Back then Taiwan still had considerable economic strength – about 1 to 4 compared to China's economy. But now we have a ratio of 1 to 12. Some even say it's 1 to 15. At that time, more than a dozen WTO member states had already adopted the stance "China first, Taiwan second." Given that now Taiwan is not as strong as before, this is sure to be even more the case.
Yet now no one is using this logical argument at all. I just don't get it.
Why is the Ma government unable to persuade the nation? The basic factors are the fear of China and anti-Ma sentiment, but at a deeper level it's the power struggle between Ma and (parliamentary speaker) Wang Jin-pyng, as well as the Democratic Progressive Party's chairperson elections.
The Ma-Wang power struggle is the most crucial one, because if Ma and Wang cooperated, the DPP would be nothing to worry about.
Don't Narrow Down Cross-strait Ties to Mere Economics
I think the strategic mistake that the Ma government committed was its attempt in the wake of ECFA (the Economic Cooperation Framework Agreement) to narrow down cross-strait relations to economic problems, and then to further narrow down economics until only the early harvest lists remained, while avoiding talking about the political implications.
Why are politics important? If it wasn't for ECFA, how could we have gotten the subsequent agreements on fishing and investment with Japan, or visa-free travel to the United States? It's because other countries feel if cross-strait ties are fine, they don't need to worry about exchanges with Taiwan.
Cross-strait reconciliation is very important. Why isn't the Ma administration explaining this to those on the outside? If you're only looking at GDP, which has only increased a little bit, then you're missing the main point. The political significance of signing these agreements is greater than their economic significance. President Ma should explain these relations very well to the public. We should look at cross-strait ties and international relations within the same context. We can't draw such a hard and fast line between politics and economics, or we'll be tying our own hands.
I think the Ma administration may be a little lacking in confidence, thinking that talk about politics is not what people want to hear. Now countries around the globe think that President Ma is weak. This will also affect their future dealings with the Ma government.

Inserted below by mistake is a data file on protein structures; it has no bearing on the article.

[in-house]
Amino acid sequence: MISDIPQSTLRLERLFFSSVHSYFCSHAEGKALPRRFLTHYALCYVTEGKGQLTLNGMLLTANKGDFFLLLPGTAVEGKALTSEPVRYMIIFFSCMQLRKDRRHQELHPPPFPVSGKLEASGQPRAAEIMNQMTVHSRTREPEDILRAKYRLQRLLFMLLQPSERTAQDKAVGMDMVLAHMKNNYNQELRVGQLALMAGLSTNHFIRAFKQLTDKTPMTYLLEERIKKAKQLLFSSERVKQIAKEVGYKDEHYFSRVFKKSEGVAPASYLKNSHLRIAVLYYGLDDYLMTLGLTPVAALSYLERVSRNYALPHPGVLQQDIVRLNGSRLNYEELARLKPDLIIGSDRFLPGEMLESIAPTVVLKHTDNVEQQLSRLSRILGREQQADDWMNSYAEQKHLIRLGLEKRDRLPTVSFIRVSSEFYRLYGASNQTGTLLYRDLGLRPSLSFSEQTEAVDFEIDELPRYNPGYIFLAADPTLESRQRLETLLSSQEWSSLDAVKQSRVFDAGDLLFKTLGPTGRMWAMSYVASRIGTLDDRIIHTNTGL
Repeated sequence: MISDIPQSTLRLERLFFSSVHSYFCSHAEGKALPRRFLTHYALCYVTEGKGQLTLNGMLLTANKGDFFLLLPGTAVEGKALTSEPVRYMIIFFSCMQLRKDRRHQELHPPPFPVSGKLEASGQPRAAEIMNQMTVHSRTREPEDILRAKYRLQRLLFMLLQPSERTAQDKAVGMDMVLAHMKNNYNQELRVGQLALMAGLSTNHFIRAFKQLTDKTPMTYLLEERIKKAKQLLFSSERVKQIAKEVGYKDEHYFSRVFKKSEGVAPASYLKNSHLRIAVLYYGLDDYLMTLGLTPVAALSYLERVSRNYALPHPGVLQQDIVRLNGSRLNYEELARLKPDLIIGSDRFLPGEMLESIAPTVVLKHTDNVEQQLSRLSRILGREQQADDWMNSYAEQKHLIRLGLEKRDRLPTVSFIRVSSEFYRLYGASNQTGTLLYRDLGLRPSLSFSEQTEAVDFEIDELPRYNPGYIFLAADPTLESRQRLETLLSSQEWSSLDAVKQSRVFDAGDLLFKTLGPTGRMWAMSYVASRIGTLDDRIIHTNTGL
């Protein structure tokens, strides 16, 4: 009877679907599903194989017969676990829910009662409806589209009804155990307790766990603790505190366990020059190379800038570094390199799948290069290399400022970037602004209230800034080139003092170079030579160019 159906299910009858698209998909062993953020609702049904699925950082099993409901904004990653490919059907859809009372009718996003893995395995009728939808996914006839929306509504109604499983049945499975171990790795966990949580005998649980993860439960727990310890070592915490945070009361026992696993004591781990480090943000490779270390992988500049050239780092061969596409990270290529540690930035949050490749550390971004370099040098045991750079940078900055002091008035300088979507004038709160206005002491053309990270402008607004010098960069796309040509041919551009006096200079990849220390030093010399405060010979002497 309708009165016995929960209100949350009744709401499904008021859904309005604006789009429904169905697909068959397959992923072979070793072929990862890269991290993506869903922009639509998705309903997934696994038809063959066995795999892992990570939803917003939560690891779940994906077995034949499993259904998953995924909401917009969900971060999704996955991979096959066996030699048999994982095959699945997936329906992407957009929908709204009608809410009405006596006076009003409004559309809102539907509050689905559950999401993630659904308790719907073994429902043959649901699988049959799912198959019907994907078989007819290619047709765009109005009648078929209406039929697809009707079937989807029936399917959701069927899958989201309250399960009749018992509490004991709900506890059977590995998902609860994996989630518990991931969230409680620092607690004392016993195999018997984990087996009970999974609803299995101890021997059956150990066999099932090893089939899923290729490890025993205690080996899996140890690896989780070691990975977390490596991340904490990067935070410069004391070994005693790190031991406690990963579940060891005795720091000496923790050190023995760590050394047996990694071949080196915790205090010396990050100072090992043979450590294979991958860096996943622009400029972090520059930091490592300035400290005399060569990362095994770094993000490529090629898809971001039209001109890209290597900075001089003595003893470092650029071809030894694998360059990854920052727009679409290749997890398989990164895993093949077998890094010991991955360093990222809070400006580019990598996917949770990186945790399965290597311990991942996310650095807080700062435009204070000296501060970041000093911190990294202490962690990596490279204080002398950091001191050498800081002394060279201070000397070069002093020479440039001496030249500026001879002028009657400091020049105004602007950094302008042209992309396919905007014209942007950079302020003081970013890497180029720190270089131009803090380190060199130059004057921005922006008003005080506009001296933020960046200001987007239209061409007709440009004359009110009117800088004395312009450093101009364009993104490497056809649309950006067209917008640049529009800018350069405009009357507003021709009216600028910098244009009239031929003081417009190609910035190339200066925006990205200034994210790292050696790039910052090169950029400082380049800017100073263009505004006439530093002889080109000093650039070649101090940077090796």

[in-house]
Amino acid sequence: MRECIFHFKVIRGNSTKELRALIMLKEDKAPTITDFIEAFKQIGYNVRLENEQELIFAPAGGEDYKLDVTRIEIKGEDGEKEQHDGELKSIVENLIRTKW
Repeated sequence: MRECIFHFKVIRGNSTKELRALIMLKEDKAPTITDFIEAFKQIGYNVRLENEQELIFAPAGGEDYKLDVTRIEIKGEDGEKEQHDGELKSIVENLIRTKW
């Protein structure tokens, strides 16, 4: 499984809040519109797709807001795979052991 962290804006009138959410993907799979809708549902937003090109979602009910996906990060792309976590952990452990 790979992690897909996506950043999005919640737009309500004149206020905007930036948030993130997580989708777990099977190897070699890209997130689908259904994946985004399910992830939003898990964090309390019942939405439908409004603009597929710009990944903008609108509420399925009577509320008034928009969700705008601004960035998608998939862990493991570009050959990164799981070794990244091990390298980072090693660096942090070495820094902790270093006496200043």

(Sighs deeply.) Since the Ma administration has ignored the Taiwanese people's psychological fears of China for a long time, turning things around now will not be easy at all.
No International Ties without Cross-strait Ties
For Taiwan, China is both an opportunity and a threat. But presently public discourse is lopsided – it only sees the threat. The Ma government, for its part, only emphasizes the economic advantages (of closer ties). They aren't talking clearly about the political significance.
As for the DPP, their biggest mistake has been to make too clean of a separation between cross-strait and international relations. They got it wrong: without cross-strait ties, there are no international ones. The DPP behaved very unreasonably this time. I think they have completely gambled away their credibility with the United States.
Actually, as result of this anti-China attitude, Taiwan will likely become more dependent on China. Since cross-strait ties are not good, international relations are problematic too. If the Trade in Services agreement and the Trade in Goods agreement aren't handled well, Taiwan will find it absolutely impossible to participate in the RCEP (Regional Comprehensive Economic Partnership of the 10 ASEAN members and its FTA partners) and TPP (Trans-Pacific Partnership).
And don't forget, such countries as Peru and Chile are all being careful not to upset China. Taiwan won't get around a single one of them, which means that we will need China even more and will have no other choice but trade with China. This is extremely ironic.
Translated from the Chinese by Susanne Ganz